Whether you’re planning on launching an eCommerce start-up or looking to drive up your sales, you may want to get familiar with eCommerce fulfillment. This includes everything from shipping and storing inventory to processing and packaging orders. Fortunately, it’s not as complex and daunting as it may seem. A little determination and a solid grasp of the practice can go a long way. Having said that, you probably want to understand what eCommerce fulfillment is.
eCommerce fulfillment is essentially the final stage of an eCommerce supply chain. It involves storing inventory, packing orders, and shipping them to the customer. These steps often entail the highest costs of the whole supply chain process. As such, a solid strategy is key for establishing a strong and efficient eCommerce business — whether you’re processing orders from your apartment, a warehouse, or perhaps a third-party option.
Bear in mind that although eCommerce demand is on the rise, there hasn’t been much of a change in customer expectations for fast fulfillment and delivery. Figuring out how these expectations impact brand equity and customer preference can allow you to stand out from your competition.
Among the main benefits of eCommerce is that it has the potential to boost the scalability of your business. If you can deliver your product to the appropriate customer, your sales can go through the roof overnight. Bear in mind that first impressions are everything. Without proper and timely delivery, you may risk disappointing new potential customers — which is quite hard to recover from.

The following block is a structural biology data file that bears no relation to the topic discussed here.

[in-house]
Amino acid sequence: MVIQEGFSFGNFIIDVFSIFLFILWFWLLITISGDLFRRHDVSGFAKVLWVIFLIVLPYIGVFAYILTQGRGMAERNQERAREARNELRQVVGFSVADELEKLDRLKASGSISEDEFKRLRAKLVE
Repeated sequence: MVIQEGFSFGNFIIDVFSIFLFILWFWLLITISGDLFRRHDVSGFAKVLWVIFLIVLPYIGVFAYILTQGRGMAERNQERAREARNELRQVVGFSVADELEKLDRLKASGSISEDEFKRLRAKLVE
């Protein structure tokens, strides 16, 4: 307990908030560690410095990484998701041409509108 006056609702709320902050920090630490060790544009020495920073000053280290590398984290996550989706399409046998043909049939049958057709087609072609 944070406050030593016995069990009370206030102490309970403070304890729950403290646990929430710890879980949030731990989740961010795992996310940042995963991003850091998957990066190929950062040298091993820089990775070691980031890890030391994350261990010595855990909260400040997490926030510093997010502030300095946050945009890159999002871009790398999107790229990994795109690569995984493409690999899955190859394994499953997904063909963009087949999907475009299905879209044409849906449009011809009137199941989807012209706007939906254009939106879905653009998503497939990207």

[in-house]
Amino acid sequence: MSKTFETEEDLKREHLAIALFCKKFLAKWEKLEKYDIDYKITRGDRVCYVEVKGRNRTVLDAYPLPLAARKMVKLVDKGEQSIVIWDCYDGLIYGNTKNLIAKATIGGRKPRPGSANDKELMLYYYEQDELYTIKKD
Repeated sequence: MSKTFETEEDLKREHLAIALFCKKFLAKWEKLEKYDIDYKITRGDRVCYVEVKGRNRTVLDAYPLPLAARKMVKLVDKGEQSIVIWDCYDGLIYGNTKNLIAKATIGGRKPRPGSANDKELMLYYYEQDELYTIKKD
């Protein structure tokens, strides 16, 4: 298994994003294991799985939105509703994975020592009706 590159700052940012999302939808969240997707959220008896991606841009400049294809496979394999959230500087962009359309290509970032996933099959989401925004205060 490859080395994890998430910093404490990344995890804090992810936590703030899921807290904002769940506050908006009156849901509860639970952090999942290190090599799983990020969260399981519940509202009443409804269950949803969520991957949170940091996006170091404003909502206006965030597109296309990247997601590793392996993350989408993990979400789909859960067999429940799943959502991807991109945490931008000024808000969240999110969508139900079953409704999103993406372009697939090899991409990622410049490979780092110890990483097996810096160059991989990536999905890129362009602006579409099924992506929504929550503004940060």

Fortunately, you can always delegate eCommerce order fulfillment to a fulfillment service. In addition to allowing you to focus on growing your business, eCommerce fulfillment centers offer a range of benefits.
Shipping costs account for a large chunk of an eCommerce retailer’s expenses. But by outsourcing this element to an eCommerce shipping fulfillment center, you can enjoy their discounted rates. It’s worth mentioning that these services have a network of facilities that engage in bulk delivery, resulting in lower rates.
eCommerce businesses have much to benefit from technology, whether it’s for monitoring inventory, tracking orders, processing payments, or any other process step. However, these systems don’t come cheap; and the learning curve is often steep. That being said, eCommerce fulfillment centers normally have access to state-of-the-art software that you can take advantage of.
Statistics have shown that over 2 billion people in the world shop online. That’s roughly 25 percent of the global population. Needless to say, it pays to go global. And considering that fulfillment services often have worldwide networks, you can extend your reach to a global level.